The official excuse for the horrendous changes at this year’s Sunflower River Blues and Gospel Festival in Clarksdale is that it costs money to bring in a “big name” like Robert Plant. The committee chairman is also quoted in local media saying that this year’s festival was a “success” and that the festival will be looking to bring in another “big name” for next year, which will likely mean another year of fences, barricades and no access to the stage, even though the performers on stage were the reason that people like us kept coming.
We are the fans of the blues. We never asked for “big names” like Robert Plant. No disrespect to him, but he’s not who I come to see when I drive to Mississippi for the blues. I would have been content to see Sharde Thomas and the Rising Star Fife and Drum Band, or Jimbo Mathus, or Super Chikan, or Afrissippi, or Eric Deaton, or L. C. Ulmer. How about Garry Burnside, or Dewayne Burnside, or Kenny Kimbrough? Maybe Luther and Cody Dickinson, or Lil Joe Ayers, or Kenny Brown. Perhaps Cassandra Wilson. There’s enough homegrown talent in Mississippi and nearby Memphis or Helena to keep Sunflower’s stage jumping without resorting to the importation of a “big name” from overseas or another part of the country, then denying us access to the stage because of the need to make more money to deal with the increased cost incurred by bringing in the “big name.”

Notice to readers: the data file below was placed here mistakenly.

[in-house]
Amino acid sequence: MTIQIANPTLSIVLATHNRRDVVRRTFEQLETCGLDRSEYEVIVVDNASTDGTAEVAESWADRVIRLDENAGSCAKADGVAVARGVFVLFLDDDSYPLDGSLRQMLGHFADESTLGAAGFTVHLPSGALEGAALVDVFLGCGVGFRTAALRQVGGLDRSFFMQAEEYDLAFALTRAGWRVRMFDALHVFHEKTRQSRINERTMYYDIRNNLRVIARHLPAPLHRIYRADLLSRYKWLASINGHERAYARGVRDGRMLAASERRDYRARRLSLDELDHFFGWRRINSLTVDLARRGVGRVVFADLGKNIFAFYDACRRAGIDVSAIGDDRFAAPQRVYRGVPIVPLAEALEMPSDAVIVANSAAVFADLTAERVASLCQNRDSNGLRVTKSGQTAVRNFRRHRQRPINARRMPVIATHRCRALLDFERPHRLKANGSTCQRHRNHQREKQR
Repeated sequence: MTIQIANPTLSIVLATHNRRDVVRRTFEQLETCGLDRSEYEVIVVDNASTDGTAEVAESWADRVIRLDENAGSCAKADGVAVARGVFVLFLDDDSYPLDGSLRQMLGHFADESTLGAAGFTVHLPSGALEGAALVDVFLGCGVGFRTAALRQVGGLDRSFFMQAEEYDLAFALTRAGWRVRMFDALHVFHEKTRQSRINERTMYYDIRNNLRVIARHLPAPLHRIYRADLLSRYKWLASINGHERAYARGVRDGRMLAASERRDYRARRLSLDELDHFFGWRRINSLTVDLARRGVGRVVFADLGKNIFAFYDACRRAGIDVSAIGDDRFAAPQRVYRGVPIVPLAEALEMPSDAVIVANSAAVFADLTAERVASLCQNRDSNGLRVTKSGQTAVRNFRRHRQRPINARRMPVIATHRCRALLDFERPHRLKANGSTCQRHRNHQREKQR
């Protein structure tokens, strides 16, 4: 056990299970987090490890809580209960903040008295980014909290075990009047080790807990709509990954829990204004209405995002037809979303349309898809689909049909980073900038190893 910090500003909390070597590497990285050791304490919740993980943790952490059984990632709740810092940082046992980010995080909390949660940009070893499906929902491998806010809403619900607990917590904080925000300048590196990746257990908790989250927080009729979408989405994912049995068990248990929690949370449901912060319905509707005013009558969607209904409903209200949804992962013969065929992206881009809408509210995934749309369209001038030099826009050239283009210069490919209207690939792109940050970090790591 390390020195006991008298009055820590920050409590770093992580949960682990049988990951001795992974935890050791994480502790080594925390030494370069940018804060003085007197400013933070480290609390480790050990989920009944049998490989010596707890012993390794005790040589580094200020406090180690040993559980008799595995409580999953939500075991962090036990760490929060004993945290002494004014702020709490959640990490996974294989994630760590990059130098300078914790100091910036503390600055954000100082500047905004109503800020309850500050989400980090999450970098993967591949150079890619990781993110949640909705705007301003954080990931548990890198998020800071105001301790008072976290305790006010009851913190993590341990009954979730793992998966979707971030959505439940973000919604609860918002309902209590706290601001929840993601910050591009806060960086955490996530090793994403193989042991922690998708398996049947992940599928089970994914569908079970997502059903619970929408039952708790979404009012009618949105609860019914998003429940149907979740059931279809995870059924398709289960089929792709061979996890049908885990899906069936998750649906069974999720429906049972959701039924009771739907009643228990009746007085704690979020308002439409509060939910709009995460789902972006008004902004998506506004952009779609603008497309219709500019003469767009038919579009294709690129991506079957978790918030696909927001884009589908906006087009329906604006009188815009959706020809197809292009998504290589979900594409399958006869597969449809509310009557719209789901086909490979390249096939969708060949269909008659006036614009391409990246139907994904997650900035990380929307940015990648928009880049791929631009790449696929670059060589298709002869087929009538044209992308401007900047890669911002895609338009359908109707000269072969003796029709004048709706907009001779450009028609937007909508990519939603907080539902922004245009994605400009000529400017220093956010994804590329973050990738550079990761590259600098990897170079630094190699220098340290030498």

Bigger is not always better. I would rather see three stages of local and regional artists around the downtown area, with all the fences and barricades gone, than a big name artist on one stage from a distance unless I’m willing to pay $250-1000 for a table, not to mention the $20 parking costs this year.
The blues was never uptown, bourgeois or corporate. It was raw and informal, and it was this very rawness and informality that attracted us to the music, and to Clarksdale. We don’t need the Sunflower festival to become another Beale Street Music Festival. Those festivals may have their place, but that is not what we come to Clarksdale for. Enough already with the “big names” we never asked for and don’t need. The majesty and supremacy of the Delta blues is enough.